Raise your hand: Mon schools talk teacher shortage, Legislative session

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Jan. 14—MORGANTOWN — Sure, it looks good on paper, Eddie Campbell Jr. said, but where are you going to get the people ?

Campbell, Monongalia County's superintendent of schools, was musing about a lofty goal sure to get attention during the 2022 state legislative session, which gaveled in last week.

Lawmakers want to put 1, 800 teaching assistants into first-and second-grade classrooms across West Virginia, a measure that could take at least a couple of years to even get the first inklings of the dynamic.

All the advocates and other players, in the meantime, have already started networking with the state Higher Education Policy Commission, for the first sketches of that plan.

It's going to be expensive. Right now, the estimated price tag is $68 million.

Money, though, isn't necessarily the issue, the superintendent said. There's a shortfall in human capital that could make the ledger and the new lesson plan look completely different.

"It's a wonderful idea, conceptually, " Campbell said.

Wonderful concepts always come with built-in caveats, though, he said.

"You always want adults in the classroom, " he said.

"But the real issue across the state that we're facing is that we don't have enough applicants out there."

No substitution ...

The new vice chair of the House Education Committee agrees—and he has a lot of history in the local arena.

Before seeking state office, Delegate Joe Statler, R-Monongalia, served several terms on Mon's Board of Education. He was BOE president for a couple of those stints during his tenure.

"On the whole I believe this legislation will be tremendously productive, " Statler said.

Not without challenges, though, as he and the school superintendent of his home county said.

Even before the pandemic and teacher burnout, the nation was in the throes of a shortage among those on the other side of the desk. That includes West Virginia, the southern coalfield counties, in particular.

Campbell began his career in education as a teacher and a coach. For him, running Mon's public schools is a lot like fielding a team with stellar players—but only just enough.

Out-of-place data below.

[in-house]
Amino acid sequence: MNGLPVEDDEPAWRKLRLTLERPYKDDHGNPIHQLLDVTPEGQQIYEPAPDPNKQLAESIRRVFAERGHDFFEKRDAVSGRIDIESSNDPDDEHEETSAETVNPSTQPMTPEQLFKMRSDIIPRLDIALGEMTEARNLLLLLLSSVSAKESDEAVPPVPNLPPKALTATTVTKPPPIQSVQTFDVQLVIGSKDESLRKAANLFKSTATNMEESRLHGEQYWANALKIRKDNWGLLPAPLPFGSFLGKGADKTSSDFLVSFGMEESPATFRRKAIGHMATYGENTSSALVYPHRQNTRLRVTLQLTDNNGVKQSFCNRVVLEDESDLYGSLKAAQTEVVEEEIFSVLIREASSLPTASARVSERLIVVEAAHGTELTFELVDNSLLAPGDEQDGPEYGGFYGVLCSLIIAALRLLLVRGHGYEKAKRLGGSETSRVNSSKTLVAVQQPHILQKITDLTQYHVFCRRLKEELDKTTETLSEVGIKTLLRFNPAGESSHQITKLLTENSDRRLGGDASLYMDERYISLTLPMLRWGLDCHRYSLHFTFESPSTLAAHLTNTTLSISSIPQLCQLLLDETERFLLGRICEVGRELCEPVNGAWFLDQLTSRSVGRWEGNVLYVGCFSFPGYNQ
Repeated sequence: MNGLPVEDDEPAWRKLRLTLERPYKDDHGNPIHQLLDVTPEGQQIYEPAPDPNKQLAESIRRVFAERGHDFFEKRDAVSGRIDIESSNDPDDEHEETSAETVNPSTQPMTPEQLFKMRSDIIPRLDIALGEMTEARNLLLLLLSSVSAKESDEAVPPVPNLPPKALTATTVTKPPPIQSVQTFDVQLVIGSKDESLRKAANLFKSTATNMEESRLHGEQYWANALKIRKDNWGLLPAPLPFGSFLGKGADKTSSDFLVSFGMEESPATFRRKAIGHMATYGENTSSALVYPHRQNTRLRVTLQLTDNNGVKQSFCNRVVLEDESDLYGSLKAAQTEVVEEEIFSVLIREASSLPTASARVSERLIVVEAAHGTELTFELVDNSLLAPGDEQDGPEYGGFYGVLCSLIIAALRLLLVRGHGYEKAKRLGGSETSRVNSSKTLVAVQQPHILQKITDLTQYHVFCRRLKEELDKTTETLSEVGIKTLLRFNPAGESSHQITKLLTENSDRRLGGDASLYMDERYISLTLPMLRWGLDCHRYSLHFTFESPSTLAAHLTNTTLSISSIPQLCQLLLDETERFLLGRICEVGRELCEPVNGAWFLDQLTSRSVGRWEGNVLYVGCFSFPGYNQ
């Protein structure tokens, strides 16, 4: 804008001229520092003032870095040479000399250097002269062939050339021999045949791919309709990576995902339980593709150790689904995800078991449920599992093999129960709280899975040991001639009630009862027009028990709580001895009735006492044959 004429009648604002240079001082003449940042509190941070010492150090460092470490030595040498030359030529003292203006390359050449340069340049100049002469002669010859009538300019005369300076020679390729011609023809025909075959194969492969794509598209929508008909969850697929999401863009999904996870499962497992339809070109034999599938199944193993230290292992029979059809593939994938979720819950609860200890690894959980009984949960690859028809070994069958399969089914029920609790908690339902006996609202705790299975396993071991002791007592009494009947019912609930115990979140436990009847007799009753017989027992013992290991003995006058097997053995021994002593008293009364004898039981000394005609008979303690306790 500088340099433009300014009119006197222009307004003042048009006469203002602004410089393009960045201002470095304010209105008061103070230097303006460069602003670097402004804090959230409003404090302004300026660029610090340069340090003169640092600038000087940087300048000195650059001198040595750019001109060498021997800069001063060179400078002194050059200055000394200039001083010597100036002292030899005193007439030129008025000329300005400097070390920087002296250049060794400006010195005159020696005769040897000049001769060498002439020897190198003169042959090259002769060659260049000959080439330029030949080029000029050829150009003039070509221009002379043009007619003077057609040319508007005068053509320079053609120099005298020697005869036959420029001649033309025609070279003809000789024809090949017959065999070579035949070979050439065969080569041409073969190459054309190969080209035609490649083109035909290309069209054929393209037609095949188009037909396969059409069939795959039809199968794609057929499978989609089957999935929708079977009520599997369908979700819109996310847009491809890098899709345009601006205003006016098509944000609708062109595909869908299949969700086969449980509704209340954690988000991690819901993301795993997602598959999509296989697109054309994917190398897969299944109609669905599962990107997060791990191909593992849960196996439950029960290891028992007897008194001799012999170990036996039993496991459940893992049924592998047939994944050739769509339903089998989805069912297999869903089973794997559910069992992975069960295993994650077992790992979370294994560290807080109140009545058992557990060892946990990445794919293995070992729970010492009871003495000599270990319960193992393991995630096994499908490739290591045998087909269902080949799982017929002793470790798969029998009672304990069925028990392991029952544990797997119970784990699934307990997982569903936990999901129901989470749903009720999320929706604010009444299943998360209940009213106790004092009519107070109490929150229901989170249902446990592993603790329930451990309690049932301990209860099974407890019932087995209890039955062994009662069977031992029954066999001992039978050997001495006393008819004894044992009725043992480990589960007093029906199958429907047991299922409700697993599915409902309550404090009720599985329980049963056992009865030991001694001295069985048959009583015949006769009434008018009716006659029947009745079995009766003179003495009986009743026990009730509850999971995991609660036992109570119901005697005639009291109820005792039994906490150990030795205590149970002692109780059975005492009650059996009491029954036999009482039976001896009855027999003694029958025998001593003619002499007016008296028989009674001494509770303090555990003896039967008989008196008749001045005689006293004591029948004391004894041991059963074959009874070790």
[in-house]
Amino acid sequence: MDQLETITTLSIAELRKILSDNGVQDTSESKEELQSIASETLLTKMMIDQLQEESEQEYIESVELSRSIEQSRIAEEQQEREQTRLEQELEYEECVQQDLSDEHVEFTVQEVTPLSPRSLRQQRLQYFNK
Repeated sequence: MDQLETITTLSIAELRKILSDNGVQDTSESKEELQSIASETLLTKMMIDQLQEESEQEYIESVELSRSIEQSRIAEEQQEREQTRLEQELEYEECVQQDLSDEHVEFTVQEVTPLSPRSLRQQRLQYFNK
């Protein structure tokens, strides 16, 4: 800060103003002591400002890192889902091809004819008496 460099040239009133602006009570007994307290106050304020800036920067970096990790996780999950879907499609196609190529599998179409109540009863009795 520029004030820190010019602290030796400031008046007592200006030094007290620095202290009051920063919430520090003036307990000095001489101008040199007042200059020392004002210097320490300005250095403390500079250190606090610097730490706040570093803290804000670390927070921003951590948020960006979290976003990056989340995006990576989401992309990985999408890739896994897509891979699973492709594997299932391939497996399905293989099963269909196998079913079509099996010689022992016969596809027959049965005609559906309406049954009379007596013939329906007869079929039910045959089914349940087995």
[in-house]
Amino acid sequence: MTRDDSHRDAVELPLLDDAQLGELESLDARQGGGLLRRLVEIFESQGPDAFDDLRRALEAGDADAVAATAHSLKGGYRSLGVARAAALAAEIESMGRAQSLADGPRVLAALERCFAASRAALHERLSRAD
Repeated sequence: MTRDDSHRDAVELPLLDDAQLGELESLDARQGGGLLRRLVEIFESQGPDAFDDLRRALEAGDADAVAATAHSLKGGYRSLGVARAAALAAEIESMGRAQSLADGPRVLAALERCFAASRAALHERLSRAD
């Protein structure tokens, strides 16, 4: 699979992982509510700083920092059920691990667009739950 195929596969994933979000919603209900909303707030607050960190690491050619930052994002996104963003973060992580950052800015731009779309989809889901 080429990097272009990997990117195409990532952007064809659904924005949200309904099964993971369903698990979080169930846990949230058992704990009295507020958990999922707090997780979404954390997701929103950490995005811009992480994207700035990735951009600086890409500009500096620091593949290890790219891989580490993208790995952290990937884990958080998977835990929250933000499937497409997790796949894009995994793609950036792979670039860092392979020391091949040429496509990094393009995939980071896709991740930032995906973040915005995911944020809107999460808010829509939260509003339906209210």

The bench is only so deep, he said, with a limited roster of substitutes standing ready.

Last Tuesday, for example, Mon's school district opened its day with more than 50 unfilled vacancies—from teachers to service personnel.

"We just don't have enough substitutes, " he said.

That's in a county, Campbell added, that boasts the highest salaries in the state for teachers, besides being the home of WVU, with its focus on intellectual ideals.

'Kids aren't majoring in education like they used to'

During the first wave of the pandemic last year, as West Virginia's 55 school districts were all grappling with remote learning, the state Department of Education launched a task force to address the teacher shortage here.

That body presented its first report last week at a state Board of Education meeting in Charleston.

Besides excessive costs associated with teacher preparation and licensure, the Mountain State in generally doesn't do a good job of marketing the profession, the report said.

There's aren't a lot mentoring opportunities present for new teachers, the document also noted.

"What we heard today is no surprise, " state Board of Education President Miller Hall said.

Visit the state Department of Education website at https://wvde.us / for a rundown of the report.

There's also something else, Campbell said: The teaching profession, he said, is just that—with peaks and valleys to mirror the Mountain State terrain.

"Kids aren't majoring in education like they used to, " he said.

"Five years ago, if you had an opening for an elementary school teacher, you'd get 50 or 60 applicants, " Campbell said. "Today, you might get 10."

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